Because of the similar methods of production and the proximity of the two countries where each is produced, a comparison of Irish whiskey and Scotch whisky is often made.
Much like Scotch, Irish whiskey is governed by specific rules of production the most important of which are that the whiskey is produced in Ireland, and matured (aged) in wooden casks in Ireland for at least 3 years.
There are however, some key differences between the two: Most Irish whiskey is distilled three times while Scotch, is most often only distilled twice. Peat, almost often used in the production of Scotch, is rarely used in the malting process of Irish Whiskey which has a smoother finish as opposed to the smokey, earthy overtones common to most Scotch whiskys.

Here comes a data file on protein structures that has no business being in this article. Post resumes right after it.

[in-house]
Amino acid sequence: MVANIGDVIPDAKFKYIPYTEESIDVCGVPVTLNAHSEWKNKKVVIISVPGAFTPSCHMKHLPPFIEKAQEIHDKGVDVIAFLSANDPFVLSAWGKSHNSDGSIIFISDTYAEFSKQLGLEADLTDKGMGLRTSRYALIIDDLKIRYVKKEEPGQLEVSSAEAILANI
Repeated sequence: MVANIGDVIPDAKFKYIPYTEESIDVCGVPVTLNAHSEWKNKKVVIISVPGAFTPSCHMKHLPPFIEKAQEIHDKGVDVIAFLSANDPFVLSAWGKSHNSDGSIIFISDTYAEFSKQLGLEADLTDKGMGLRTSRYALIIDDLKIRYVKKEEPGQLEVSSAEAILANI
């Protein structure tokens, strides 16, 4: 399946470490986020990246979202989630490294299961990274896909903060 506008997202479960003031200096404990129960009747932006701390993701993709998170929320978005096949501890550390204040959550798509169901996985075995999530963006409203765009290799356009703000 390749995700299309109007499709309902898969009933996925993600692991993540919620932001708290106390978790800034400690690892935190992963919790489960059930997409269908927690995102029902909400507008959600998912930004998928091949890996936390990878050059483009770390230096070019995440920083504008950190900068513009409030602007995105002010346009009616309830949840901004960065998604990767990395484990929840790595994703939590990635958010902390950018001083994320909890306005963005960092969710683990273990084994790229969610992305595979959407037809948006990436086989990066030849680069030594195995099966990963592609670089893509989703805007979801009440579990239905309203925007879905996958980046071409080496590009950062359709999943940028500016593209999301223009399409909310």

Unique to the variety of Irish whiskey (as well as all other whiskeys) is the designation pure pot still whiskey. Single malt from Ireland is called “pure pot still” to differentiate it from most other Irish whiskey and refers to whiskey made from 100% barley, mixed malted and unmalted, and distilled in a pot still. The “green” unmalted barley gives the traditional pure pot still whiskey a unique, spicy flavour in Irish whiskey. Usually no real distinction is made between whether a blended whiskey was made from malt whiskey or pure pot still.
Interestingly, while there are over 90 distilleries in Scotland, there are only 4 in Ireland: New Midleton Distillery, Old Bushmills Distillery, Cooley Distillery, and the recently reopened Kilbeggan distillery. Still, there are many brands of Irish whiskey (Jameson, Bushmills, Black Bush to name a few) and each of the 4 distilleries produces several brands.
Our pick: Redbreast 12 Year Old Irish Whiskey